Well, college admissions have been brutal this year, but CS programs especially so. Even seniors with a perfect GPA, upper-level undergraduate math classes, a couple of undergraduate level CS courses, all 5’s on the hardest science APs, and top SAT scores have been declined or waitlisted for CS programs.
I’m not sure how the US is supposed to stay ahead in Tech if kids can’t even go to college and there’s a bias against those who don’t… We’re losing an entire generation of the smartest kids because there’s not enough spots…
And this isn’t even counting Covid loss causing many of the other kids to fall behind.
Sorry I wasn’t clear at all. What I’m trying to say is CS is hot so of course it’s tough to get into the best programs. It was like trying to get to the top business programs like 10-15 years ago. It was always full and nearly impossible to transfer in later.
I’m not entirely sure how you can do college later if you can’t get in now. Right now, I’m trying to find programs that accept people for CS Master’s degrees without having a Bachelors at all… I only know one person who went that route and that was 30 years ago in NM.
And I was told boot camp was not appropriate for these kids. They can learn on the job… if they can get hired… But there’s going to be a bias against them when people find out they didn’t make it in anywhere. People are going to wonder what’s wrong with them.
I know small sample size but my friend did her boot camp at App Academy and all her peers are doing pretty damn well. They got jobs at Amazon, Facebook, Twitter, and a few other smaller places but small sample size.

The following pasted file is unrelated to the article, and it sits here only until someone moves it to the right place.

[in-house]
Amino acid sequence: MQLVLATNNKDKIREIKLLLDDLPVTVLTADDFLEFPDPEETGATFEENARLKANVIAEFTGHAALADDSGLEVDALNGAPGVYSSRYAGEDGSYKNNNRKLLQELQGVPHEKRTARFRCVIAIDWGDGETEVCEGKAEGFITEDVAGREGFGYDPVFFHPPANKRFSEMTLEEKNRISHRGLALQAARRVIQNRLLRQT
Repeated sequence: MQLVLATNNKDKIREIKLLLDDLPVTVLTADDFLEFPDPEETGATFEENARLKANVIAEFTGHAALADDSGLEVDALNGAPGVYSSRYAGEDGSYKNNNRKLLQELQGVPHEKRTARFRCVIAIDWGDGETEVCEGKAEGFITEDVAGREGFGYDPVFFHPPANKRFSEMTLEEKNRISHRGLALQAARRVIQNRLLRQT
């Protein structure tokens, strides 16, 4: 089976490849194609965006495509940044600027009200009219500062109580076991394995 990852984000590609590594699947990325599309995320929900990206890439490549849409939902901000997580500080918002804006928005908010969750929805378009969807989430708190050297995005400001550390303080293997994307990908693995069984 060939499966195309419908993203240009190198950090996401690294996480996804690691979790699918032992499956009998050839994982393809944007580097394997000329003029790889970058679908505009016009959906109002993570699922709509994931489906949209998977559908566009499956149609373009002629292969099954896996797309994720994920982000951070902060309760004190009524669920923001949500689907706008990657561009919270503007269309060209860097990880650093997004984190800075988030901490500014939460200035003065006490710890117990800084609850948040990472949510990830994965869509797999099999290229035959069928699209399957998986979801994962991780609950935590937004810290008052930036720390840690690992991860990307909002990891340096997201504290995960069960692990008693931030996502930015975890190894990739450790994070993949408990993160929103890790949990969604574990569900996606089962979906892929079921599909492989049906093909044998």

My 2 cents.
Ive hired people who did not have CS majors. In some cases these folks spent their initial years at non silicon valley software firms or taking bridge courses (like insight data science) before getting jobs at valley firms.
I wouldn’t get disheartened by the intake stats. Above mentioned folks had an undergrad music degree, a physics degree, a statistics degree.
There are many big state schools that have decent CS programs. Besides UC, many CSU’s have decent CS programs. Schools like CalPoly, San Jose State and SF State. I have nothing against bootcamps, but some things can only be learned in a “proper” academic setting. I mean things like algorithms, data structures, compilers etc.
Manch, the UCs are full for CS. Of the three he applied directly to - two declined and one waitlisted. My kid checked the box for “others can offer admission” but we haven’t had any other offers. In theory, he falls under the UC guarantee - he has a perfect GPA and gets the full amount of grade bump that he can earn, so his GPA is 4.26 or so. We’ll see if he gets any offers from the rest of the UCs. Nothing yet.
Agree - bootcamps don’t offer the level of classes that he’d like. He should be taking compilers and machine learning classes.
I think I personally would if they showed learning and interest. I’ll admit this might not align with my employer’s hiring practices.( This would be an exception to intern hiring, university feeder programs,etc)
Likely reduce the graduation requirements. Failing people looks bad on the US News WR college reviews.
I’ve already heard from profs at two different colleges that they’ve been asked to reduce # of classes to make their USNWR stats look better or make their classes less math-heavy to accommodate students who aren’t comfortable with the math.
It’s not making the profs happy. But if they only knew that the students who could do the math were being rejected… They should be livid. (Well, ok - one of them does know and is livid). Most profs have no clue what admissions is doing.
But isn’t this situation a bit different here? CS is like THE major right now. Good grades, high SAT/ACT, AP scores, etc. That’s great but there are 10s of 1000s of students with similar background from CA, USA, and around the world competing for a spot. He applied to 3 UC’s only (and I’m assuming the top ones for CS).
I’m sorry @Terri . I mean no offense. I truly empathize with you and wish you the best.